Ishii, K. (石井健一) (2017).
Online communication with strong ties and subjective well-being in Japan.
Computers in Human Behavior, 66, 129–137.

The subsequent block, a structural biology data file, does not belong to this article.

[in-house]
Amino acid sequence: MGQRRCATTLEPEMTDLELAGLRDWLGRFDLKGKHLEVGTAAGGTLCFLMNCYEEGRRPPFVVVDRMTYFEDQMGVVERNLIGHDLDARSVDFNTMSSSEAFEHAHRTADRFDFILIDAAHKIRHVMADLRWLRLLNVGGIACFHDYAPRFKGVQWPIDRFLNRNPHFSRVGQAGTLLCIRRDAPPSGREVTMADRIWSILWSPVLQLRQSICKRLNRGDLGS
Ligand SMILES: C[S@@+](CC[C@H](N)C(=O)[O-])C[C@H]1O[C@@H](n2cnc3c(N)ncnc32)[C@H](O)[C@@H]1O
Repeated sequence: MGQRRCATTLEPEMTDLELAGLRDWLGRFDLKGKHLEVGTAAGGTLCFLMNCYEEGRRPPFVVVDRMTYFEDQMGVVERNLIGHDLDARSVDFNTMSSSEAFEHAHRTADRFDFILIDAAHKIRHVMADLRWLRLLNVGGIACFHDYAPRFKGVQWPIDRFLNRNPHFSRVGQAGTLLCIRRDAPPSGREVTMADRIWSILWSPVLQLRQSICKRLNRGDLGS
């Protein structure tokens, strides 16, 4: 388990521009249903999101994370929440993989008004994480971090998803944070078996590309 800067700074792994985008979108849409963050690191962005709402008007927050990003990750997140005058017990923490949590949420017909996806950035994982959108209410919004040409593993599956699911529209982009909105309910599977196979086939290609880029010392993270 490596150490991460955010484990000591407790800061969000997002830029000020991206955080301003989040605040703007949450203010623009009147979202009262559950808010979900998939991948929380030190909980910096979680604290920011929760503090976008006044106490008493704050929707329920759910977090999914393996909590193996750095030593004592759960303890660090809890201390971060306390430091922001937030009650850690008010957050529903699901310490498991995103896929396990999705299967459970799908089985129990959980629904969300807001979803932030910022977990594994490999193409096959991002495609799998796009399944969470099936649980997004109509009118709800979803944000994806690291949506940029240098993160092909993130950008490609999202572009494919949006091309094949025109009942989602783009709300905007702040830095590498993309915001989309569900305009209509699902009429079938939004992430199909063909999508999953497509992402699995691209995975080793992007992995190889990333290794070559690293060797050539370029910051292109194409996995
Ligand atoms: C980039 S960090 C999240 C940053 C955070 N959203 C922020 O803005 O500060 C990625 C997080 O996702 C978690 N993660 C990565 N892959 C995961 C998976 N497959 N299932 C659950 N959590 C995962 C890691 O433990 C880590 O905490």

Recent developments in communication technologies have changed how people connect and interact with each other. This study investigates whether and how online communication with strong ties (mobile phone and social networking service [SNS]) enhances subjective well-being in Japan. Study 1 examined whether the correlation between happiness and mobile phone use was mediated by the number of offline and online friends. Study 2 assessed the associations between the Japanese relationship-oriented value “interdependent self-view,” life satisfaction, and the use of SNS. Results indicate that only the use of LINE (an instant messaging application), which is the most popular SNS in Japan, was significantly correlated with life satisfaction and interdependent self-view. The number of friends (offline and online) mediated the effect of LINE use on life satisfaction. Interdependent self-view was significantly correlated with the frequency of LINE use, homogeneity of LINE friends, and life satisfaction. These results indicate that the use of a dominant online communication method with strong ties is significantly correlated with subjective well-being, and this significant correlation is mediated by the number of offline and online friends.